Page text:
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802.11a is a protocol based on the 5.8GHz UnniBand (instead of the [http://standards.ieee.org/getieee802/download/802.11a-1999.pdf IEEE 802.11a] is a protocol based on the 5.8GHz ["UNII"] band (instead of the

[http://standards.ieee.org/getieee802/download/802.11a-1999.pdf IEEE 802.11a] is a protocol based on the 5.8GHz ["UNII"] band (instead of the 2.4GHz IsmBand), this protocol can reach theoretical speeds of 52Mbs.

In typical outdoor usage it will have a shorter range (though it may be effected by water less) however it's use of OfdmModulation means it's better at dealing with MultiPathFading issues which are especially prevelant in warehouse / metropolitan area deployments due to reflections.

See also: ChannelFrequencyChart, ["802.11b"], ["802.11g"], AccessPointReviews

A recent posting by JimThompson to the PersonalTelco MailingList has more information:

{{{SamChurchill writes: > I thought 5 Ghz could deliver backbone services to multiple users 10 miles > away. Am I mistaken? > > A Multi-Point 5.8 Ghz tower on a hill reaching 10-15 miles might make a good > backbone for the Satellite Truck. But upon looking at the FCC part 15 rules > now I'm not so sure. The 5.8 Ghz band can go 20 or miles but only point to > point. Antenna gain limits EIRP for multipoint connections. Perhaps too much > to be useful. Am I wrong?}}}

  • Depends if you're looking at the U-NII or ISM rules. In 5.8 under U-NII (part 15.407) rules, (which you quote) in the 5.725-5.825GHz range, we're limited to 1W + 6dBi of gain, unless we're running point-to-point, when we get 23dBi. If we're running under 15.247 (ISM), and point-to-point, then:
    • (ii) Systems operating in the 5725-5850 MHz band that are used exclusively for fixed, point-to-point operations may employ transmitting antennas with directional gain greater than 6 dBi without any corresponding reduction in transmitter peak output power.
    Otherwise, with p2mp (or omni) we're limited to 1W and 6dBi of gain, just like U-NII (and 2.4!). However, the Atheros AR5000 chipset (without the LNA) has a RX sensitivity of -71dBm for 72Mbps @10% PER (Packet Error Rate) and -85dBm for 6 Mbps @10 % PER. With the LNA, things get better (by about 3dBm), but I only know of two vendors shipping with the high-quality LNA. Since 6Mbps isn't that interesting, lets guess that the equation is mostly linear, and figure -80dBm @ 36Mbps.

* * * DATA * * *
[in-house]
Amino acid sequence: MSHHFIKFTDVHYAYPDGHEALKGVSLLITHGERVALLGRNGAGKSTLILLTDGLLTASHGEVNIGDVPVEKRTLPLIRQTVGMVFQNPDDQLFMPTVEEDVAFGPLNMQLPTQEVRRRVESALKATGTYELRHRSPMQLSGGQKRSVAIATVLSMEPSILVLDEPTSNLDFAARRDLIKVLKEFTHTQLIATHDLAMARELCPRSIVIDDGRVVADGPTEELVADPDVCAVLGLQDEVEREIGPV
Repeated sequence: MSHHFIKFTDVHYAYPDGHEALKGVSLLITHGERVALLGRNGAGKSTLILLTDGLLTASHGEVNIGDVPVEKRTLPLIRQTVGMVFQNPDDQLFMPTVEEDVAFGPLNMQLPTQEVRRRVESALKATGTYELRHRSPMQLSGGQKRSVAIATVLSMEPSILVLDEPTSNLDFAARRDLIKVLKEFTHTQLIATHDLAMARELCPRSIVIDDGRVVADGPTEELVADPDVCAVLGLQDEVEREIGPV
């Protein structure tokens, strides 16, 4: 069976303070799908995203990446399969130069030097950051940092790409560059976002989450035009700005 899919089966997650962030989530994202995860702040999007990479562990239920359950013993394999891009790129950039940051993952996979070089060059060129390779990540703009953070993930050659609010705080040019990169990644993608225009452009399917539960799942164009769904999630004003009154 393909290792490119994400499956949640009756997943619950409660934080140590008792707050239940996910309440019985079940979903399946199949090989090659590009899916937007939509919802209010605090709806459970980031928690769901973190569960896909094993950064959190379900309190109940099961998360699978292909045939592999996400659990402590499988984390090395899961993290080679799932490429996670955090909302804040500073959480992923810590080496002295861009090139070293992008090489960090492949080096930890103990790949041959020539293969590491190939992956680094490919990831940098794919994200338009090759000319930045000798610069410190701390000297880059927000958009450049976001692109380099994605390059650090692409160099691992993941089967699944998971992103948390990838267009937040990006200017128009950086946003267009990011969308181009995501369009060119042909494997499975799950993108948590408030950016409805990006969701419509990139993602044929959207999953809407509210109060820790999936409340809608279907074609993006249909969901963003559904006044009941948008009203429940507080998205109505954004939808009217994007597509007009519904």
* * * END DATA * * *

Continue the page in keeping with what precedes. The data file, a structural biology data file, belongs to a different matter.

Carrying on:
( example of high sensitive card is the [http://www.diswire.com/SpecsSR5.pdf SR5] with -74dBm@54Mbps and -94dB@6Mbps on sale at [http://www.diswire.com/ Diswire]

  • So, using your figures:
  • A 10-mile link using 5.8-GHz radios would experience a total path loss of approximately 132 dB.
  • Deduct another 4-5 dB for 50 feet of cable and connectors or a total loss around 136 dBm.
  • Sensitivity gain of -80 dBm
  • With two, 6 dBi gain antennas, total gain is 12dBm.
  • A 1 watt radio is equivalent to 30 dBm.

    Total gain would be (80+12+30) or +122 dBm gain BR Minus total loss ~ (-136 dBm) BR Net result equals (-14 dBm) BR So, 10 miles is 'too far' at 36Mbps. 2 miles yeilds 118dBm of free space path loss @ 5.8GHz. Stretching this link to 5 miles will get you a 6Mbps data rate. Suggestions:

  • I'm fairly sure you can run 23dBm of gain on the "point to" (non-tower) end. This changes things somewhat. 139dBm total gain, or something near to your 10 mile goal (which has a 132dBm free space loss
  • EIRP is measured sans connector loss.
  • Phased array antennas (which deliver incredible gain) 'count' as PTP. I've seen the FCC letter.
  • 24dBm of headroom is a bit much (IMO). Remember that OFDM is a bit better at dealing with fading, esp multipath fading.
  • Mesh networking (eg. AdhocRouting)


[CategoryGlossary]

802.11a (last edited 2007-11-23 18:01:23 by localhost)